No man ever steps in the same river twice, for it’s not the same river and he’s not the same man.
– Heraclitus of Ephesus
I am using a photograph that isn’t one of mine primarily because a) I hate having my photo taken; b) if I hadn’t minded having my photograph taken, this is pretty much what I would have looked like (with less clothing it was pretty hot out there today); c) it is a powerful image (so thank you to Steve Halama for capturing it).
I went for a walk today in a full-face gas mask in order to protect myself from the smoke that is particularly bad today. I had access to a full-face gas mask courtesy of a friend who lives in Hong Kong – due to the ongoing democracy protests, it is useful to have one on hand just in case you get caught in the crossfire or the aftermath of the potentially dangerous CS gas used by the Hong Kong police. I am very grateful that I don’t live in such a repressive society.
What was slightly strange was that no one was particularly bothered by seeing me in my mask, and there were quite a few other people out walking with less all-encompassing face masks. Sydney has begun to take the smoke in its stride. Unfortunately, if you are living in a place where there are bush fires raging around your property or community it is much harder to be so excepting. My heartfelt sympathies go out to everyone who has been touched by the devastating fires this season.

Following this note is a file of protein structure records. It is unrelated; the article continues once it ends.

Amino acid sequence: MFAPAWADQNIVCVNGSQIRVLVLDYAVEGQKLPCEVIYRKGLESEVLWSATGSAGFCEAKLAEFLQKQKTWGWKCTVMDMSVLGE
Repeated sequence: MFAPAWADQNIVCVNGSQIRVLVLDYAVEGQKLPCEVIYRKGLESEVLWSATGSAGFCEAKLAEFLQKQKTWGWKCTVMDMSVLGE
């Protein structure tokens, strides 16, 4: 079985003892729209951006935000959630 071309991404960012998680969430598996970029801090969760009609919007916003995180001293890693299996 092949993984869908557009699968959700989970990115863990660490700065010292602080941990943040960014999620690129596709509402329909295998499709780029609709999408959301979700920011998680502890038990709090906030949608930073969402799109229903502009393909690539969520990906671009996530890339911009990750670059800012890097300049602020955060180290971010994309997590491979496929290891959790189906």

Change is not something that I have ever been particularly comfortable with. I grew up in a mentally, emotionally and physically unsafe environment where I longed for stability. In a landscape of shifting sands, solid rock always looks like the best prospect. Learning that Life is change has been an ongoing challenge for me, but it is one that I have finally been able to adapt to and become a lot more comfortable as a result.
We have decided upon a change in direction for the new project. We have chosen education on the “one where there was extensive knowledge, research, and precedent” grounds. I’m excited, “get ’em when they’re young!” Changing the attitude of an entire generation might be too ambitious an idea, but as my dearest ex-mother-in-law used to tell me “reach for the stars and you might just make the treetops.”
Change is not something that many people are comfortable with, particularly older people. Anyone under 40 is used to technology changing every couple or years as a new device, or version of a device is launched, with new features to be learned. The words of the futurist Alvin Toffler “The illiterate of the 21st century will not be those who cannot read and write, but those who cannot learn, unlearn, and relearn” are coming to pass as human are becoming a race where these abilities are becoming paramount.
Yet there are those who would still hark back to a bygone era that will never again be repeated, as, in an election year in the United States of America the backward looking slogan of “Make America Great Again” once more rears its ugly head.